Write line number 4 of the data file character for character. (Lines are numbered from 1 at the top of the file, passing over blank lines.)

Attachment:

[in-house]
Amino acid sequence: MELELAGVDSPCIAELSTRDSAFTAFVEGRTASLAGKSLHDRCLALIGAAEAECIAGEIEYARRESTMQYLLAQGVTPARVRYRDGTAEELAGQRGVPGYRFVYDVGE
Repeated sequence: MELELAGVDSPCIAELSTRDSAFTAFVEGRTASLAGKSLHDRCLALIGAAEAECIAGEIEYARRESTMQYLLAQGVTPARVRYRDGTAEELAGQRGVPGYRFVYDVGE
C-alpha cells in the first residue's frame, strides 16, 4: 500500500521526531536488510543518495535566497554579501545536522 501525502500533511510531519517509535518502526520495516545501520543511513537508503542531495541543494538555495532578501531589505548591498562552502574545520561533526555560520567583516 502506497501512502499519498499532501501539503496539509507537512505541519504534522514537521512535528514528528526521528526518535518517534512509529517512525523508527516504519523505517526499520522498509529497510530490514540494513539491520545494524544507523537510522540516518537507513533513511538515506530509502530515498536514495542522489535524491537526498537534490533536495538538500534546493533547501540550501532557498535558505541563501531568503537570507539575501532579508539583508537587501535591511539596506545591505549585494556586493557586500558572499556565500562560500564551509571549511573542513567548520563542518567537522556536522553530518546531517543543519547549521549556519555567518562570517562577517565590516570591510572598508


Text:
C-alpha cells in the first residue's frame, strides 16, 4: 500500500521526531536488510543518495535566497554579501545536522 501525502500533511510531519517509535518502526520495516545501520543511513537508503542531495541543494538555495532578501531589505548591498562552502574545520561533526555560520567583516 502506497501512502499519498499532501501539503496539509507537512505541519504534522514537521512535528514528528526521528526518535518517534512509529517512525523508527516504519523505517526499520522498509529497510530490514540494513539491520545494524544507523537510522540516518537507513533513511538515506530509502530515498536514495542522489535524491537526498537534490533536495538538500534546493533547501540550501532557498535558505541563501531568503537570507539575501532579508539583508537587501535591511539596506545591505549585494556586493557586500558572499556565500562560500564551509571549511573542513567548520563542518567537522556536522553530518546531517543543519547549521549556519555567518562570517562577517565590516570591510572598508